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Microsoft, VeriSign to Collaborate on PKI Platform

Microsoft and VeriSign are working together to deliver what they call a "next-generation public key infrastructure platform" for delivery by the end of the year.

The offering will build on the PKI technology inside Windows Server 2003 and VeriSign's Managed PKI Services. Customer requirements the platform is supposed to address include strong authentication for remote access, more secure access to wireless LANs and the technology to verify legally-binding signatures in digital documents.

In a demo of some of the technologies during TechEd, VeriSign vice president Nico Popp outlined three ways the new platform would improve upon existing PKI technology: making deployment easier, making PKI easier for end users and providing federation. "It is not enough today to deploy an internal PKI infrastructure that cannot interoperate with your business partners, so we're fixing that," Popp said.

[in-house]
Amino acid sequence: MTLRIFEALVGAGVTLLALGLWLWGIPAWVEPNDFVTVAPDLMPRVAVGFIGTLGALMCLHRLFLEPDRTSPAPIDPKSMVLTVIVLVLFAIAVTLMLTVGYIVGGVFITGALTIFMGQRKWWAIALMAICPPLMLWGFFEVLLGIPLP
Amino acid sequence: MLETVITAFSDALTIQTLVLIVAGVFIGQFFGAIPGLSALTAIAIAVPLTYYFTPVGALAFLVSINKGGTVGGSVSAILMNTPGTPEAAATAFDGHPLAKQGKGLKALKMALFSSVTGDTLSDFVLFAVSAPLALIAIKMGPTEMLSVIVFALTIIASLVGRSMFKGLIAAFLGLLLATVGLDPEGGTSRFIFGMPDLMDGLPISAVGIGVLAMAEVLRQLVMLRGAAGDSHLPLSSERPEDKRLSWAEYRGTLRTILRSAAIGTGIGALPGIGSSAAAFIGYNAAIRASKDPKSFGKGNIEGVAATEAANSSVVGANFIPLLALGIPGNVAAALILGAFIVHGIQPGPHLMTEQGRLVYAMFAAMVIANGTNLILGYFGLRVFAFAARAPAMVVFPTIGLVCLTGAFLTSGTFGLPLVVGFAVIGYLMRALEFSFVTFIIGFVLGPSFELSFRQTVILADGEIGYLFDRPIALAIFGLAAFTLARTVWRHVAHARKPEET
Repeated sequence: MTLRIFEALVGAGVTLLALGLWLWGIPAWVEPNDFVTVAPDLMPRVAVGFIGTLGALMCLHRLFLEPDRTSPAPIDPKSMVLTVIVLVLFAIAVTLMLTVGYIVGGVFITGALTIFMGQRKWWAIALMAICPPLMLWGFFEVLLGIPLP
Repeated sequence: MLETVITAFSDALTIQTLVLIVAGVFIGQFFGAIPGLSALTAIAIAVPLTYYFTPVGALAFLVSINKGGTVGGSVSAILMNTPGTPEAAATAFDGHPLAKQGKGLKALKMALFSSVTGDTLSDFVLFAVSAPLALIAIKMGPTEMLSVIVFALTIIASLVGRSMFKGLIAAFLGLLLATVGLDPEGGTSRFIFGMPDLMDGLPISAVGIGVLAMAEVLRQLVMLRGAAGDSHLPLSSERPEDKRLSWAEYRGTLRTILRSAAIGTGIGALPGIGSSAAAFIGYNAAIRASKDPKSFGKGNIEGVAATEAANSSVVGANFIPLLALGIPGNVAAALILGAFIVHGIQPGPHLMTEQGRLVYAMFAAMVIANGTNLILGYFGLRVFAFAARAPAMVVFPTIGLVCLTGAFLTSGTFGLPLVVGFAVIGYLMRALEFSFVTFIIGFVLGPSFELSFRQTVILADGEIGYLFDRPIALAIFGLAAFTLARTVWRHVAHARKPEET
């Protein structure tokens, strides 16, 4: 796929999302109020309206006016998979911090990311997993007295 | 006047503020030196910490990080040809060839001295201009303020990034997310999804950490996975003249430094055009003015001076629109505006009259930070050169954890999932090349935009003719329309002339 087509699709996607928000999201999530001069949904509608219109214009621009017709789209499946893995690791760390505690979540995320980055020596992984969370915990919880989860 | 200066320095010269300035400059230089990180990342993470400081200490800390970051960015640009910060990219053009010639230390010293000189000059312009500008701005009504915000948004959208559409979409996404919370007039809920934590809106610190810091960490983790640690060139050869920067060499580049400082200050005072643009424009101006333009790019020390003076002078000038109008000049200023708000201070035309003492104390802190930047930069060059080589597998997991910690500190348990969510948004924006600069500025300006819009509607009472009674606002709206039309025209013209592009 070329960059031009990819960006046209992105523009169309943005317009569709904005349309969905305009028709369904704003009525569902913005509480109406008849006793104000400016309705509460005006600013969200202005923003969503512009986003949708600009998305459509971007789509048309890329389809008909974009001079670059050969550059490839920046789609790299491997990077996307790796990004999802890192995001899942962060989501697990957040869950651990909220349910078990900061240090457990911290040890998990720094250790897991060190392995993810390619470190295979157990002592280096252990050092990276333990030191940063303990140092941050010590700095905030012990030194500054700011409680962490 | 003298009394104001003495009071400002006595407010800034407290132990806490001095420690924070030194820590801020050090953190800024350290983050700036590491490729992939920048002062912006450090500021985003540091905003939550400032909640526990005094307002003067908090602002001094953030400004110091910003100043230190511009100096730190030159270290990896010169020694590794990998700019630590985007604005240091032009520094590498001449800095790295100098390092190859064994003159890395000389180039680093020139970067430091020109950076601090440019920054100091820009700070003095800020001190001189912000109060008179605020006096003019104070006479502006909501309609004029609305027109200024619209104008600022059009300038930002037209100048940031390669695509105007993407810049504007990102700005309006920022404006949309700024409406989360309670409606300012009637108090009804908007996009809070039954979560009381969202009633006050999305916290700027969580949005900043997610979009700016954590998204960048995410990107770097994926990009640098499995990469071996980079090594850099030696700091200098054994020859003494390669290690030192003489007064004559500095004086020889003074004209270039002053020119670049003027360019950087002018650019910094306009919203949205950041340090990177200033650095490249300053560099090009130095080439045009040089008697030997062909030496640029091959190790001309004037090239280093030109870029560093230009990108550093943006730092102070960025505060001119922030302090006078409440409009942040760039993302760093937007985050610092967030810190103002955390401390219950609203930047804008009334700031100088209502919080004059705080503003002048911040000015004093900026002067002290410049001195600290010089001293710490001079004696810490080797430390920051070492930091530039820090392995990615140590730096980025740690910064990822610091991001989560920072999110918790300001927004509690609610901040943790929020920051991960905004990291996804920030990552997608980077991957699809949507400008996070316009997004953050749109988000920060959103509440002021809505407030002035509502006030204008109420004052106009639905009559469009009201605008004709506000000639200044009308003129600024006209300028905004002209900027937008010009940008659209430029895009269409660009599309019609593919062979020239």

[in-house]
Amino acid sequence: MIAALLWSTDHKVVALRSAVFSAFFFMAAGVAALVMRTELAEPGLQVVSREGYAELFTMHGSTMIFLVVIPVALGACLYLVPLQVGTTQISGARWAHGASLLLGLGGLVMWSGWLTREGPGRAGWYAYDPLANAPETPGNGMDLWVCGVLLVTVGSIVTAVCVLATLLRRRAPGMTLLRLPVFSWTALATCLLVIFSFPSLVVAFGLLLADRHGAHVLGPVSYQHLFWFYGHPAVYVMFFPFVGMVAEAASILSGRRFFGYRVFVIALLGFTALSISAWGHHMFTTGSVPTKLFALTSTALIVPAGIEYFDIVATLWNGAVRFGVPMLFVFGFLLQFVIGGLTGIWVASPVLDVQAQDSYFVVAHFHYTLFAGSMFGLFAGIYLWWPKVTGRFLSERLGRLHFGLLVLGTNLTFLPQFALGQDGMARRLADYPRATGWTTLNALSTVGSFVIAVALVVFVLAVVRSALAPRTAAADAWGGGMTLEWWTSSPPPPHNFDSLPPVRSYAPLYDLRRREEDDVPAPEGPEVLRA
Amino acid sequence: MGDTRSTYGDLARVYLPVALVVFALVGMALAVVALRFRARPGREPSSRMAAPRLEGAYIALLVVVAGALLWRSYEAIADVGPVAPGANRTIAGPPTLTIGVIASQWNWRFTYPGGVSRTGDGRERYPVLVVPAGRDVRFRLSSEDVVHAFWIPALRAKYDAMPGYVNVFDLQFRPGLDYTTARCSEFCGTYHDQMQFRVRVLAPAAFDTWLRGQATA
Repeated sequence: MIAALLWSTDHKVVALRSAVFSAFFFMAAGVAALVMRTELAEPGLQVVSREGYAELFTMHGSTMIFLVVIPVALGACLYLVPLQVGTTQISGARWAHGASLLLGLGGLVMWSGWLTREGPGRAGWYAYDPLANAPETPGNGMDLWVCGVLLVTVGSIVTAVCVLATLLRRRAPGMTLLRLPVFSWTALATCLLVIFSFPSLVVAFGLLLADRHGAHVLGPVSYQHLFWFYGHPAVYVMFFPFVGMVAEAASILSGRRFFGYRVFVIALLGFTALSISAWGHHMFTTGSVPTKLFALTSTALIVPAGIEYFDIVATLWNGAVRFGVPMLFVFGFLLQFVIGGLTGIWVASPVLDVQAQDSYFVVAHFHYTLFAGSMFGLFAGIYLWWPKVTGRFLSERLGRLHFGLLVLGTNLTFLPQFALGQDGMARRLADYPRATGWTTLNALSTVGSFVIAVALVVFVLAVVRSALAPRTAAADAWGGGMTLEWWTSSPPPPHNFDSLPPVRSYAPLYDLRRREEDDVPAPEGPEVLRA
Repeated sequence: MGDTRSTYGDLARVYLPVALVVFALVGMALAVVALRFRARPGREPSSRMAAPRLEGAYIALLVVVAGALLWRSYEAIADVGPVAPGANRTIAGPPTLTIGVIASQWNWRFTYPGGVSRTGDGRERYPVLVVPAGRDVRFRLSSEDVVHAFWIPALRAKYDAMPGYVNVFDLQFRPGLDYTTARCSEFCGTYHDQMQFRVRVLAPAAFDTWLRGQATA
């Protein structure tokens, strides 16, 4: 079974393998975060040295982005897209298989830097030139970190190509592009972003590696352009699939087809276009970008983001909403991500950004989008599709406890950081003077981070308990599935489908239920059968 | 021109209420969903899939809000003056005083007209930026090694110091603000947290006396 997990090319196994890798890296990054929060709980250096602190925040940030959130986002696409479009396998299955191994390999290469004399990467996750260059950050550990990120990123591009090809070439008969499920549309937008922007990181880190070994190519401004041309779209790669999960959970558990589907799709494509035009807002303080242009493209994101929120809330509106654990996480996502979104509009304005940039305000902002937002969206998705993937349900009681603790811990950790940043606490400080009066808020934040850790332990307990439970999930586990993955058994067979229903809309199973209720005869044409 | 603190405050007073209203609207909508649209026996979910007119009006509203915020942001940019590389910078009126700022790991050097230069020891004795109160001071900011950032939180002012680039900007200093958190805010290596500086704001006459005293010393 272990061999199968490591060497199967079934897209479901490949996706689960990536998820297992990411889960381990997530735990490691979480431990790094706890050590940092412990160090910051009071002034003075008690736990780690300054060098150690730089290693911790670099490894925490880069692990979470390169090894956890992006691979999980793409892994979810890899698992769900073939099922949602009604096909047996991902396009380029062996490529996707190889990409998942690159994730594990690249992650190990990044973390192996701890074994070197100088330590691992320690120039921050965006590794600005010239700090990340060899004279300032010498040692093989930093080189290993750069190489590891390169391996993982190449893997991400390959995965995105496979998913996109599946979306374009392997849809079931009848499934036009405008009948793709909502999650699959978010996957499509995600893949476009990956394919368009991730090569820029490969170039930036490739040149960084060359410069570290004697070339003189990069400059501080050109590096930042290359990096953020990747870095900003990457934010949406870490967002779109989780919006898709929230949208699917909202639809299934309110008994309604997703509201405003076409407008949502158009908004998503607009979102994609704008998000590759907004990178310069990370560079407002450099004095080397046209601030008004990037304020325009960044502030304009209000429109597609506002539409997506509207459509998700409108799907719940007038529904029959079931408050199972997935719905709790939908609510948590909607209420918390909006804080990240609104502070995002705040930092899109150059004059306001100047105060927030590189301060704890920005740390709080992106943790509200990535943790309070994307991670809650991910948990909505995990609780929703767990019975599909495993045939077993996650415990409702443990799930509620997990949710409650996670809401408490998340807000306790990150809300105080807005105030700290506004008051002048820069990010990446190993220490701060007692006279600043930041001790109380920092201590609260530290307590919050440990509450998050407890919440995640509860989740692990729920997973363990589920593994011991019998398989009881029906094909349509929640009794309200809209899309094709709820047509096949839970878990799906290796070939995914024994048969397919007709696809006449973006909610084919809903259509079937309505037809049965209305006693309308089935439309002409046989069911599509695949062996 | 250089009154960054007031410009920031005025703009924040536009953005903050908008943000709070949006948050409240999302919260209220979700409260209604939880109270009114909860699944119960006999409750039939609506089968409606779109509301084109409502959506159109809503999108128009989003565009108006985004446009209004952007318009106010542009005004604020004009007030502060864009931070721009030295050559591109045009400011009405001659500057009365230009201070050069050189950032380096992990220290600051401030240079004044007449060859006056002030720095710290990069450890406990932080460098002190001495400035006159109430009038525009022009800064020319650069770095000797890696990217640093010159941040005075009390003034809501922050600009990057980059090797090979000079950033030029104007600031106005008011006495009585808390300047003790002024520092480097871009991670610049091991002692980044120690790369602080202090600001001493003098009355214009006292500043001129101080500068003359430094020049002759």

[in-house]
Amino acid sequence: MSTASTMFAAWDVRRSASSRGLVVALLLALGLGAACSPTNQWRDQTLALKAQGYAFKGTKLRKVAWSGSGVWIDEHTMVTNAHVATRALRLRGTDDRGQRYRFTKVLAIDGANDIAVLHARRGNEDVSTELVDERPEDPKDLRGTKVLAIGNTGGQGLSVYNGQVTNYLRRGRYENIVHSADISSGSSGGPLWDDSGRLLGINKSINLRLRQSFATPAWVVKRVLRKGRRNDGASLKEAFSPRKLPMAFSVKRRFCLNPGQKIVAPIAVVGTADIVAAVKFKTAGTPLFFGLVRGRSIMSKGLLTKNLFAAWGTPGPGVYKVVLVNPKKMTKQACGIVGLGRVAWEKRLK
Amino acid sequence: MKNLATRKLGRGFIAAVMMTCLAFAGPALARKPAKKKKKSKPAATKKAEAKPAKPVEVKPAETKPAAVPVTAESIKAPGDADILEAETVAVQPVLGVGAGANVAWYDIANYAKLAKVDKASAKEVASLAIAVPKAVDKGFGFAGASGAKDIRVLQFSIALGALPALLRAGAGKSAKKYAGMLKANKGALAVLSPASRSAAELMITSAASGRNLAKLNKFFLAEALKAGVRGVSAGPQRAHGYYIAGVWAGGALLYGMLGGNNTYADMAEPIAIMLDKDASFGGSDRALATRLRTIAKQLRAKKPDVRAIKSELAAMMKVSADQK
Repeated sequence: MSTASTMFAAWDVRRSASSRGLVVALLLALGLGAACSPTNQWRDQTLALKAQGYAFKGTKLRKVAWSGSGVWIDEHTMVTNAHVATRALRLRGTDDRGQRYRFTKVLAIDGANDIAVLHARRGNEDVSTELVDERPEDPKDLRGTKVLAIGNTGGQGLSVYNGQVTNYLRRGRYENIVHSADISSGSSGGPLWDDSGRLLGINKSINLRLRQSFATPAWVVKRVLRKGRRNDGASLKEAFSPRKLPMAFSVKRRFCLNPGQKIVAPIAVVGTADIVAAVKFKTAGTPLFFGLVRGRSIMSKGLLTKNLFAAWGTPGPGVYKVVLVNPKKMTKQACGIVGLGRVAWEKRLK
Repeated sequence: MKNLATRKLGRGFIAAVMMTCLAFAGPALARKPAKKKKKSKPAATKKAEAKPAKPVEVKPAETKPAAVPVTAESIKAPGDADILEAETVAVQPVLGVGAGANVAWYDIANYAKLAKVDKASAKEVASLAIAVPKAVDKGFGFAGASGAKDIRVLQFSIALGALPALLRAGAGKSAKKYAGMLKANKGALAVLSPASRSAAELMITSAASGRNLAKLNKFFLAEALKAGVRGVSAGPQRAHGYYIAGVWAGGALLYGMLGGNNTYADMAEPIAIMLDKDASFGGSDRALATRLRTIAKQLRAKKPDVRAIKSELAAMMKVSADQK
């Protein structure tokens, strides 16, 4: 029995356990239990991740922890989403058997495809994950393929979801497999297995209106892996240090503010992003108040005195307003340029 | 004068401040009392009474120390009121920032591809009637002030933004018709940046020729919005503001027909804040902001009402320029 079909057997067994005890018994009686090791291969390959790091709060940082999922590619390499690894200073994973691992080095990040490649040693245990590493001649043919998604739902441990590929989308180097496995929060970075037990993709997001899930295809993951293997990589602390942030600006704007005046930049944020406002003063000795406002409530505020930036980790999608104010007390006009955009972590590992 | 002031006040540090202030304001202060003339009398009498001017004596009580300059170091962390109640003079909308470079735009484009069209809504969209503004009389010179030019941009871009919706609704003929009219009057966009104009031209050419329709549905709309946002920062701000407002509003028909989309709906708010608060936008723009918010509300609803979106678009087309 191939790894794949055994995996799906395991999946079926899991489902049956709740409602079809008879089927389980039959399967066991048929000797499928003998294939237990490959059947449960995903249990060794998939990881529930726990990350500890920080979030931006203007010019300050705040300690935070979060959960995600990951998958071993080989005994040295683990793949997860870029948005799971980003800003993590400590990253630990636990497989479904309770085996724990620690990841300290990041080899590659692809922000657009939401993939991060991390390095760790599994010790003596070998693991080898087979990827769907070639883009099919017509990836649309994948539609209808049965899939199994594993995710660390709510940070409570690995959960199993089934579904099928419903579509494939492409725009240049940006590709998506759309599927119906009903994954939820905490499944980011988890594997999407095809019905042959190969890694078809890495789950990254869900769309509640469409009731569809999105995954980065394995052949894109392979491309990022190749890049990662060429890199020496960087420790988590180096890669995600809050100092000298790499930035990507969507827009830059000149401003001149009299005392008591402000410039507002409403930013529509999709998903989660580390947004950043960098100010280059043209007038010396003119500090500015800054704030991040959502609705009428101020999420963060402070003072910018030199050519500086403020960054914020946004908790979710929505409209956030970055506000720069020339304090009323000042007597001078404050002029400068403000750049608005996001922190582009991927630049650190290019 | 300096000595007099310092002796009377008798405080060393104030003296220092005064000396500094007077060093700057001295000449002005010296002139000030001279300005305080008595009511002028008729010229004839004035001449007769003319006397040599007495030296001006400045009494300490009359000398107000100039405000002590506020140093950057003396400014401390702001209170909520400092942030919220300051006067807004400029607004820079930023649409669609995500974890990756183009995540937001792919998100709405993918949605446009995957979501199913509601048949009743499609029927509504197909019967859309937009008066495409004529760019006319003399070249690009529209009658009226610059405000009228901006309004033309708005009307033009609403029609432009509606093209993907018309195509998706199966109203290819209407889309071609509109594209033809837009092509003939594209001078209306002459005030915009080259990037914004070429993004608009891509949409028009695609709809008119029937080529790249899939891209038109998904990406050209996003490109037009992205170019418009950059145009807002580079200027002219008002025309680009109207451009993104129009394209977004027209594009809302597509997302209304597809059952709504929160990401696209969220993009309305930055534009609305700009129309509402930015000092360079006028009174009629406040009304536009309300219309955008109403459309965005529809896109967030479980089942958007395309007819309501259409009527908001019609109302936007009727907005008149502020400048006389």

"We will support two primary deployment scenarios. One will be a full hosted service within VeriSign's data center, with still in-premise software," Popp said. "The second deployment scenario will be services hosted on-site, more software in-premise now linked to the VeriSign infrastructure in the cloud through a service that we call the Interoperability Service on VeriSign."

According to one of Popp's demos, the service will also use a Web service provided by the U.S. Postal Service for putting digital postmarks on documents that serve as a kind of signature.

About the Author

Scott Bekker is editor in chief of Redmond Channel Partner magazine.

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